Parkersburg mayor, police chief want out of FOP lawsuit
Lawrence Smith May. 25, 2012, 2:40am
PARKERSBURG – The city of Parkersburg's mayor and police chief say a lawsuit filed against them by a local Fraternal Order of Police lodge is politically motivated.
Robert Newell and Joseph Martin were named as co-defendants in a breach of contract suit filed May 3 by FOP Blennerhasset Lodge 79. In the suit, Chris Morehead, a Parkersburg Police officer, and the Lodge's president, alleges the city, which is also named as a co-defendant, Newell and Martin, failed to honor its commitment to increase city officers' longevity pay.
Morehead asks the suit be given class-action status to include all FOP members who are with PPD.
However, Newell, and Martin want to distance themselves from it. In a motion to dismiss filed four days later, they address some the factual allegations raised, but say the suit lacks credibility because it was filed with the intention to embarrass them in advance of the May 8 primary election in hopes of sabotaging their political careers.
Longevity and overtime pay at issue
According to the suit, the current contract between the police and city began on July 1, 2008. During the negotiations that led to it, officers "agreed to give up certain previously enjoyed employment benefits including, but not limited to, minimum time for court time in exchange for the longevity increases and the overtime rates."
Beginning July 1, 2008, any officer was to receive a "$.30 per hour [increase] for every year of completed service." The increases were to be paid on the anniversary of his or her hire date.
In the suit, Morehead alleges he and 62 other PPD officers were denied both their longevity increases as well as overtime pay beginning in July 2010. The overtime rate was negotiated at the rate sets by the Fair Labor Standards Act at time and a-half per hour above 40 hours.
The suit makes a total of eight claims against the city, Newell and Martin including breach of contract, violation of the state Wage Payment and Collection Act and constitutional due process. Along with the wages and overtime due them, Morehead and his fellow PPD officers seek punitive damages, court costs, attorneys fees and interest.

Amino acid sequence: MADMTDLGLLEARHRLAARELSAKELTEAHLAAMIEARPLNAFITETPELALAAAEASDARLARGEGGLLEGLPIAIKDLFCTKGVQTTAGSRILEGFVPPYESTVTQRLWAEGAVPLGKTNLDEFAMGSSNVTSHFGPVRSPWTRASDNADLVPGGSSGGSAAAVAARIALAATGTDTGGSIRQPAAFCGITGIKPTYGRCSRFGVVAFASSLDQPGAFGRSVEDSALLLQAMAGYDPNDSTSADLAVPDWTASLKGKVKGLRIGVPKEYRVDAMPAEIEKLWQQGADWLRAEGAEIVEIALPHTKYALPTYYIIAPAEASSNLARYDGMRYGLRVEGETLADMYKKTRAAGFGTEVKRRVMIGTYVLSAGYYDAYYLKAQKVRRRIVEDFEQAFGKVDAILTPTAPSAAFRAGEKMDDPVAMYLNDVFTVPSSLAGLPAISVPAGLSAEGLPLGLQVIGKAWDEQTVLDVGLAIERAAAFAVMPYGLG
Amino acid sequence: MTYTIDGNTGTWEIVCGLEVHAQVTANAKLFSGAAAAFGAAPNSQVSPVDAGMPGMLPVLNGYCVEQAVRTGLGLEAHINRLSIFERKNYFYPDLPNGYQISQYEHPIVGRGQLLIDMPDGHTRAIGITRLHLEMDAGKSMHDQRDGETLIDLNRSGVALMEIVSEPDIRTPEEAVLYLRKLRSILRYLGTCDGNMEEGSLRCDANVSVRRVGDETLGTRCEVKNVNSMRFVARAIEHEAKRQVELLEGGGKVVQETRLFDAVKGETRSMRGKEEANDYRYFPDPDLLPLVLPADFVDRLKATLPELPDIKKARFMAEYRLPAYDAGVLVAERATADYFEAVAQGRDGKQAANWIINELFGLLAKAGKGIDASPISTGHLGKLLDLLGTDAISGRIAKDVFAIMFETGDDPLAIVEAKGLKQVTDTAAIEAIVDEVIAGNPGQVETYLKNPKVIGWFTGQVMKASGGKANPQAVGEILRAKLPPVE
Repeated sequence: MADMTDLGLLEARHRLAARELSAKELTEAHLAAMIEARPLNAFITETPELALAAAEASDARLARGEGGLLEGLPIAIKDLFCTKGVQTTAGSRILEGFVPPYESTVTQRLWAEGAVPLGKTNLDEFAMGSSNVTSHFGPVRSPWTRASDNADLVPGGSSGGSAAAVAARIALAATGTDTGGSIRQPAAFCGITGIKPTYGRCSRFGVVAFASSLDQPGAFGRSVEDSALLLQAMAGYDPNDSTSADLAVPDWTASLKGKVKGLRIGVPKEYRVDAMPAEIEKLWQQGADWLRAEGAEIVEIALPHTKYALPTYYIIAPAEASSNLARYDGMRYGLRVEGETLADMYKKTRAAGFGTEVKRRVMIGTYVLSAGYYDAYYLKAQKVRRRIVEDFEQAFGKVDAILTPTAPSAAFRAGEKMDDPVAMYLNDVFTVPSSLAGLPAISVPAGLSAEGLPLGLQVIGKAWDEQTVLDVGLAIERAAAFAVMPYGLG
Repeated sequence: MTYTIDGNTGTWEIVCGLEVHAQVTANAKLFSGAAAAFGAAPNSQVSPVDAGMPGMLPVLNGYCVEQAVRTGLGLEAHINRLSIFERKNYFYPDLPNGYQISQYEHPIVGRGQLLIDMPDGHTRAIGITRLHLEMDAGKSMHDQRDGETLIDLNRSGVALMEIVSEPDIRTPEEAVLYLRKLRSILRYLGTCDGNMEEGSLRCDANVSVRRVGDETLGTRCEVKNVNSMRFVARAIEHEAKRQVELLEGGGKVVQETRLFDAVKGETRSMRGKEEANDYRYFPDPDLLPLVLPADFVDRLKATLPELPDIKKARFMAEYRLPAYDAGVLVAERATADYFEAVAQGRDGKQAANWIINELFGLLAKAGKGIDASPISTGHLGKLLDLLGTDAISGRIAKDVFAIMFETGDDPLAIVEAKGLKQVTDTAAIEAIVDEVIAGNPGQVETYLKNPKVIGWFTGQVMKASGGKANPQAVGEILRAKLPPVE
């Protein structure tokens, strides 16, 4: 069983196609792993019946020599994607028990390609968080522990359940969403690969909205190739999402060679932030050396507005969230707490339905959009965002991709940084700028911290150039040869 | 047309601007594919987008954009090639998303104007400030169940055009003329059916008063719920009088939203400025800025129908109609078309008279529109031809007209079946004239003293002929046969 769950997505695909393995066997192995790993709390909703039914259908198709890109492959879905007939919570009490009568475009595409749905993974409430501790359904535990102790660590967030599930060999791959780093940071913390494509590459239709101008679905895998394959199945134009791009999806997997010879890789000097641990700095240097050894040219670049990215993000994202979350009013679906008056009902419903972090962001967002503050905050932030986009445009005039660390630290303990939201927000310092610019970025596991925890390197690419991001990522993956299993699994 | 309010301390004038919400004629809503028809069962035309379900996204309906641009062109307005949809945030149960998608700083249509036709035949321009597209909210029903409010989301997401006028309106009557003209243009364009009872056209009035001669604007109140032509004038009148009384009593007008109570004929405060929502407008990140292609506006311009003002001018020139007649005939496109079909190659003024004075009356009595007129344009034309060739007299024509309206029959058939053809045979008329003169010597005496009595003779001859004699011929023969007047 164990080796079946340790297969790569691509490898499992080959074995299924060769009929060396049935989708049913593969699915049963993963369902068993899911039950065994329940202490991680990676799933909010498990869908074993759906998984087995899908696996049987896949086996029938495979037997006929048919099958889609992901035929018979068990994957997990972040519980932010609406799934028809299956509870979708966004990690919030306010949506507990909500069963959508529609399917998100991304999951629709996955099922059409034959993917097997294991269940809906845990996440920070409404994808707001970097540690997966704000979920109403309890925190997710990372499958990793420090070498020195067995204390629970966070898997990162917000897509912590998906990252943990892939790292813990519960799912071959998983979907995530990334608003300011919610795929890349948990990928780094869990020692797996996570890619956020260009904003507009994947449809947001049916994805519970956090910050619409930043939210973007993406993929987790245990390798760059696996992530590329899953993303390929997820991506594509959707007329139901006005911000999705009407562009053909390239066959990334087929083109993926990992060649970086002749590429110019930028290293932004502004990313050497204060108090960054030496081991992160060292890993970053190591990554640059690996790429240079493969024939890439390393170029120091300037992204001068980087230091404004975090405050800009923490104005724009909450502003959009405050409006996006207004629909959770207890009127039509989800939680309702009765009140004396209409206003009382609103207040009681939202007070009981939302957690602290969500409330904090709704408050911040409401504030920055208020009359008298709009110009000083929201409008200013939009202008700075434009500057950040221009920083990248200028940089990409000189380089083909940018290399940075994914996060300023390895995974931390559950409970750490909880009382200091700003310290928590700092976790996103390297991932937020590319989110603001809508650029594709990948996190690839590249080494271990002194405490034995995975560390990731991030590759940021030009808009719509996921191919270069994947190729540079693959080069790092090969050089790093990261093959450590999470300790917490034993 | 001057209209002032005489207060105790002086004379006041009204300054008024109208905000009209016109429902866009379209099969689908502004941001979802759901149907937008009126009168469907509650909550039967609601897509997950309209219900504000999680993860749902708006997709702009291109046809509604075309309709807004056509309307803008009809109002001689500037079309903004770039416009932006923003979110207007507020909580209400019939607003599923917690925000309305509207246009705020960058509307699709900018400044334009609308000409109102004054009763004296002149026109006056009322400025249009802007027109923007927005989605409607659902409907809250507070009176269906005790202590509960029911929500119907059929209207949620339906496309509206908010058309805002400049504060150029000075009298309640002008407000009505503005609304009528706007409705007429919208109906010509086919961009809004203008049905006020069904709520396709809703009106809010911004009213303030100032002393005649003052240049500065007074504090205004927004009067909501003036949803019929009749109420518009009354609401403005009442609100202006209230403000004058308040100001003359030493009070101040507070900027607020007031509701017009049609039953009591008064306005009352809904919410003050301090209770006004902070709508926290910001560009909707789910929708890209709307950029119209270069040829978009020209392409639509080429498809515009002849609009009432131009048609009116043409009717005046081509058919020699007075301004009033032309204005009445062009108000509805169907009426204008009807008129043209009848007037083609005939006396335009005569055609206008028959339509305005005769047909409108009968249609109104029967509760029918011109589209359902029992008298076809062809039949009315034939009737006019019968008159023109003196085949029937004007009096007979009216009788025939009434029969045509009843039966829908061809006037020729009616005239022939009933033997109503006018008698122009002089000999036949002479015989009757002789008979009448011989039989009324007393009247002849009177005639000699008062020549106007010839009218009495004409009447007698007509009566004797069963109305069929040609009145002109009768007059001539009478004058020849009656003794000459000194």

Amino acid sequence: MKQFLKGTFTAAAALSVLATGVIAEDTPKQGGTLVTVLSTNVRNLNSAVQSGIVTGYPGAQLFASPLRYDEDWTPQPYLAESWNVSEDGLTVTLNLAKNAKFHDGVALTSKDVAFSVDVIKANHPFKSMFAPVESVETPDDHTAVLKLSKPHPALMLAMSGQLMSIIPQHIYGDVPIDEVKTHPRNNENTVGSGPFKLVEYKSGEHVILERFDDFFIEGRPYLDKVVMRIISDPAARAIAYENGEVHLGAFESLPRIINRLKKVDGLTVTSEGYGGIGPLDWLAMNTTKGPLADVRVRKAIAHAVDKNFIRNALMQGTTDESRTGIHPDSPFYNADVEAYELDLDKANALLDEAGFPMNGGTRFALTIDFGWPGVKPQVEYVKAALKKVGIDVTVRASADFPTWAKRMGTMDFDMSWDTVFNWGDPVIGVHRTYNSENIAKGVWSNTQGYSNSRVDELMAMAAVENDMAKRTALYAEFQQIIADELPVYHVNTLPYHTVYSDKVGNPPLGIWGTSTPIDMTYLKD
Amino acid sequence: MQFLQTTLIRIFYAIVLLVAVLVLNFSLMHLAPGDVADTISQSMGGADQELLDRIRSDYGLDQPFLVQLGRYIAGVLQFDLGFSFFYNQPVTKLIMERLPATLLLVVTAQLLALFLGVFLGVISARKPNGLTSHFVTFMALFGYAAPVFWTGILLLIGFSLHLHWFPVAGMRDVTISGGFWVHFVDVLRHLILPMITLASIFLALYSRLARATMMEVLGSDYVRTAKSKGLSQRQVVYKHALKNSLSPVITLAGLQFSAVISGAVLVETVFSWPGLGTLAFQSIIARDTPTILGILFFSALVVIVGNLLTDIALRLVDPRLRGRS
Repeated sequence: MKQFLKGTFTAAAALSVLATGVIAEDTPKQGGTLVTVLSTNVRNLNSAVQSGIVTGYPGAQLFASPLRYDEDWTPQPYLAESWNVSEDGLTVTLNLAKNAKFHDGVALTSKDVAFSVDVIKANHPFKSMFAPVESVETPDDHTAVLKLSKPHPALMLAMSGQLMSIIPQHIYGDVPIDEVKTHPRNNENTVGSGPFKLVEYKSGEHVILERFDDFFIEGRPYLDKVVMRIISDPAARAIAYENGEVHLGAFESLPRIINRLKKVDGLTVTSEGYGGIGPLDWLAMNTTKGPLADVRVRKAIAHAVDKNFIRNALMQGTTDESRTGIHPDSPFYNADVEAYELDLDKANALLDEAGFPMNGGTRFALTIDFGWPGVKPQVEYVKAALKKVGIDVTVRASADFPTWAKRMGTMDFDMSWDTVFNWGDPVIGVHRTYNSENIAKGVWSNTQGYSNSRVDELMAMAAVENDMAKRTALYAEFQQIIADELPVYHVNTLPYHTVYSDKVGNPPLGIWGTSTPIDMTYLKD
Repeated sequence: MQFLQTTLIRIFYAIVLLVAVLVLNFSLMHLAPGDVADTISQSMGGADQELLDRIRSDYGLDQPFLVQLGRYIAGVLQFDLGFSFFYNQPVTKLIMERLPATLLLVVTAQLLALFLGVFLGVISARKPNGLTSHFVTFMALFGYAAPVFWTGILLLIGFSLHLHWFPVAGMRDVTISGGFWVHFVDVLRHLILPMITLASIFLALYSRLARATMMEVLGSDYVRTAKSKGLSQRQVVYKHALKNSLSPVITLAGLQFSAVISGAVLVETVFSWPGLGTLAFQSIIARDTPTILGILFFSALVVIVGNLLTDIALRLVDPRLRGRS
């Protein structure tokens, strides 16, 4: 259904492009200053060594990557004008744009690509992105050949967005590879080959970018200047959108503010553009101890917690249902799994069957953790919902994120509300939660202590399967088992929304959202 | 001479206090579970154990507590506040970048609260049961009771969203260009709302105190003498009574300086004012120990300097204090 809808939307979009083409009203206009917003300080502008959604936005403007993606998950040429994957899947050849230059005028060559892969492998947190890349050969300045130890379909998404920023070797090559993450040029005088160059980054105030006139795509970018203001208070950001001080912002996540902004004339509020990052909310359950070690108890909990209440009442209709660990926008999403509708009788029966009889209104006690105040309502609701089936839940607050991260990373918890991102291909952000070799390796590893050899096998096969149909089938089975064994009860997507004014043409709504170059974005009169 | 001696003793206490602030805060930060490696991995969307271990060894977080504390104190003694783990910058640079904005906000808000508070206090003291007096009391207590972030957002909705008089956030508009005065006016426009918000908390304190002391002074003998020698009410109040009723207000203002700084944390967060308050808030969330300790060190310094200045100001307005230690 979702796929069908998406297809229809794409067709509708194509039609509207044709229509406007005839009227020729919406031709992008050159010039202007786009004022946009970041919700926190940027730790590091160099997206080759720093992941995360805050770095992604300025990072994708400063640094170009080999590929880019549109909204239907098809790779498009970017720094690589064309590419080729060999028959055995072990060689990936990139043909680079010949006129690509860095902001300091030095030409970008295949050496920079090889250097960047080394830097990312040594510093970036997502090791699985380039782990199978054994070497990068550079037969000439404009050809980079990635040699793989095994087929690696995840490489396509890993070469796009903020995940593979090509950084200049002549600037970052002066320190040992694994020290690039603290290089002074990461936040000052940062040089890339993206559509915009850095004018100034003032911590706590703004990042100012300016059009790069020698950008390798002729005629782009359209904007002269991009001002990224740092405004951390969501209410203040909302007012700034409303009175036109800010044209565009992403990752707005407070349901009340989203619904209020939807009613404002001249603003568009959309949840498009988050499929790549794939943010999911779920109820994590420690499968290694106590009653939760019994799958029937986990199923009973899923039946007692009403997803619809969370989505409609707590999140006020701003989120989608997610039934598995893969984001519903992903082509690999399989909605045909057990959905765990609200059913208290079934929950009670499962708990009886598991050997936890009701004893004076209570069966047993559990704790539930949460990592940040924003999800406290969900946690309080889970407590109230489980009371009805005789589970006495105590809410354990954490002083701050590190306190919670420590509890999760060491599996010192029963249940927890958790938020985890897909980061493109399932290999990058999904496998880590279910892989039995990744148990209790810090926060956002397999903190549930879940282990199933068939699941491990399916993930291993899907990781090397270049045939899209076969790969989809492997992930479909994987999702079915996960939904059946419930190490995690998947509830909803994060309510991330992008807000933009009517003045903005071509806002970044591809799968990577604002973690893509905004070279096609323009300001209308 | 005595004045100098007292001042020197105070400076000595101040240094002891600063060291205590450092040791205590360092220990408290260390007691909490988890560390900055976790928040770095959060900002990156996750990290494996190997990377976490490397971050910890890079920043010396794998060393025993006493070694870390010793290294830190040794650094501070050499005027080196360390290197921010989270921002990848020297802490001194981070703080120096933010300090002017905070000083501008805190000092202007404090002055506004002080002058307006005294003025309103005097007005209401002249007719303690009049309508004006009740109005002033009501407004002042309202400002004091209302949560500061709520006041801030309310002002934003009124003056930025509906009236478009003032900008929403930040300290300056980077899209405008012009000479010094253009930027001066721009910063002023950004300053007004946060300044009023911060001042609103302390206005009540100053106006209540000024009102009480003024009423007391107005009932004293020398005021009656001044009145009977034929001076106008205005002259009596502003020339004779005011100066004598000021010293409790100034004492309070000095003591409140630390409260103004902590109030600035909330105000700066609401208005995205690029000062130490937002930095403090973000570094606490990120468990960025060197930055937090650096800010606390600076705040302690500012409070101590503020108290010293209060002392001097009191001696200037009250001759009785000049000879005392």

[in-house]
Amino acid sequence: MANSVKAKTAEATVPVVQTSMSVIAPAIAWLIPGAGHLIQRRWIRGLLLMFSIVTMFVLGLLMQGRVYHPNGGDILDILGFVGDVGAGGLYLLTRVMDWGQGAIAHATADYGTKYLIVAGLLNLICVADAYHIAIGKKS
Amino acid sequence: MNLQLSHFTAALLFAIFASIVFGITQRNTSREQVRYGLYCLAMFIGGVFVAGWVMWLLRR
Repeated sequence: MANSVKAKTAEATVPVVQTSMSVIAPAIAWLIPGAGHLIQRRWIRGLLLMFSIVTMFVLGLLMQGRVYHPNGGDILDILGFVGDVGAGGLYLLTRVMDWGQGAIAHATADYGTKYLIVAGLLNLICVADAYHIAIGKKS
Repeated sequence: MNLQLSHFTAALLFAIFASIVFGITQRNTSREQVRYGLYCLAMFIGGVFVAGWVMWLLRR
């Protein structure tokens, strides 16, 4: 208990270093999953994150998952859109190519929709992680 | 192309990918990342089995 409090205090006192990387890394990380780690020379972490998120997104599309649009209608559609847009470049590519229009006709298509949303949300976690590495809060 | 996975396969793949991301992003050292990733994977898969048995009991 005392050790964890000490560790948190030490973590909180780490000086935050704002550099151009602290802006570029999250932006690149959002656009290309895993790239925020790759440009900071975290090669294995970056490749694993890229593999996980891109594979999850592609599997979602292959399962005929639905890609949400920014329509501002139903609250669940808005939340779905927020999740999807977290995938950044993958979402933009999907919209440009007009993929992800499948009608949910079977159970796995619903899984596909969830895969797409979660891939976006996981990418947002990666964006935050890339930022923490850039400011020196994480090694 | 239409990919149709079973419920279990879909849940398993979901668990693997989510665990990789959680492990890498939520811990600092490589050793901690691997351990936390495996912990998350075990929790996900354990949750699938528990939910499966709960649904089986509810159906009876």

They are represented by John E. Triplett, Jr. with the Marietta, Ohio law firm of Theisen Brock.
A political billy club
In their motion, Newell says that he "has never possessed the authority to approve a budge for the Parkersburg Police officers...enter into a wage agreement with members of the FOP or members of the Parkersburg Police Department ... [or] approve longevity pay increases." Though he has "requested pay increases for the City of Parkersburg officers repeatedly during his tenure," Martin says his role as police chief regarding PPD's budget "is limited to making recommendations" to Newell and the city council.
Also, Newell and Martin say any blame for reneging on the contract should be directed at the city as the council passed an ordinance last April suspending for a year any longevity pay. The suspension, which still remains in effect, was done to plug a $1 million hole in the city's budget due to loss of revenue from St. Joseph's Hospital's merger with Camden-Clark Memorial Hospital, and a 6.5 percent increase in Public Employee Retirement System contribution.
However, the main reason Newell and Martin say they should be dismissed from the suit as it was filed to further a political agenda.
According to Newell and Martin, Morehead and Triplett in March made unsuccessful attempts to get the backing of all 170 FOP members to file the suit. When these efforts failed, the lodge appointed a three-person committee "to examine the issues concerning the wages."
Between then and May 1, Newell and Martin allege, the three members "never met as a committee and never reported back to the FOP regarding any recommendations concerning the FOP's involvement in the lawsuit." During a regularly scheduled lodge meeting May 2, "[t]here was no mention of the lawsuit being filed."
The day after the suit was filed, Morehead gave an interview in which he was quoted as saying "the entire body of the FOP had voted to proceed with the lawsuit with overwhelming support." That is a "false, malicious, vengeful and misleading statement," Newell and Martin say, as the next day an impromptu lodge meeting was held in which 22 of the unspecified number of members present "voted to go forward with the litigation."
In the suit, Martin avers that he received no notice of the impromptu meeting.
The timing of the suit, Newell and Martin say, is not coincidental. It "is an unethical and illegal abuse of the civil process to attempt to accomplish the goal of influencing the primary election for Mayor of Parkersburg."
In the Democratic primary, Newell faced Gerald Board, who served as chief of police in Newell's first administration from 2006 until 2009. Newell won by less than a 100-vote margin, 1,364 to 1,265.
In November's general election, he faces Sharyn Tallman, a three-term councilwoman.
Along with asking they be dismissed from the suit, Newell and Martin, who was appointed police chief in November 2009, ask that Morehead and Triplett reimburse them for their legal fees and expenses "for this intentionally malicious complaint being filed." They are represented by former Wood County Prosecutor Ginny A. Conley.
As of presstime, a hearing on Newell's and Martin's motion to dismiss was not yet scheduled. The city has yet to file its answer to the suit.
The case is assigned to Judge Jeffrey B. Reed.
Wood Circuit Court case number 12-C-188